To receive all of its requested fees, C & T needed to demonstrate that its work was both necessary and reasonable. See Unsecured Creditors' Committee, 924 F.2d at 959; see also In re Matter of Taxman Clothing, 49 F.3d 310, 315 (7th Cir.1995). C & T suspected Tiara of concealing the value of its technology for the benefit of new investors. Under the direction of C & T, the Committee pursued this suspicion vigorously, but unreasonably and to the near exclusion of all other issues. Scott Goodsell, an attorney with C & T, himself argued that the Committee's desire to recognize the value of the 10NET software was the "rallying cry of the whole case."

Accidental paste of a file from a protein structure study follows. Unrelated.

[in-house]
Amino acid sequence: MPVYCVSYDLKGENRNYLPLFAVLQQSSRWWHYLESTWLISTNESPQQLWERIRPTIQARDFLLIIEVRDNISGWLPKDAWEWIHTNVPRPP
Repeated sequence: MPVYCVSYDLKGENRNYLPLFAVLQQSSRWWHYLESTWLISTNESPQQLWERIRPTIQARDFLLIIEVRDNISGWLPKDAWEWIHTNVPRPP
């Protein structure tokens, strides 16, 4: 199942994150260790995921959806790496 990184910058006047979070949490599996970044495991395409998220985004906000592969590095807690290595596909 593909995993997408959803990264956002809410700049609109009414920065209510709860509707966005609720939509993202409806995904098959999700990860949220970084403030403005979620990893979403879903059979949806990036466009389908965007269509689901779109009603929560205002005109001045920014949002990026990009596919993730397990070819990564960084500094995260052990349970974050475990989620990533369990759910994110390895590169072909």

The Committee forced Tiara to amend its disclosure statement to include the Committee's position that 10NET was worth $250,000 to $500,000, though Tiara knew this information to be misleading. By obscuring the issues and misrepresenting several facts in its May 20, 1994 letter to creditors, the Committee caused creditors to doubt whether Tiara had formulated its plan in good faith. The Committee's efforts led several creditors to oppose Tiara and required that plan confirmation be conducted on a cramdown basis under 11 U.S.C. § 1129, driving up legal fees and diluting the estate. The Committee's persistence eventually spurred Tiara to modify its plan to provide the Committee with the option to purchase 10NET for its book value.3 This should have closed the door on the Committee's suspicions. However, seemingly undaunted, the Committee pressed on.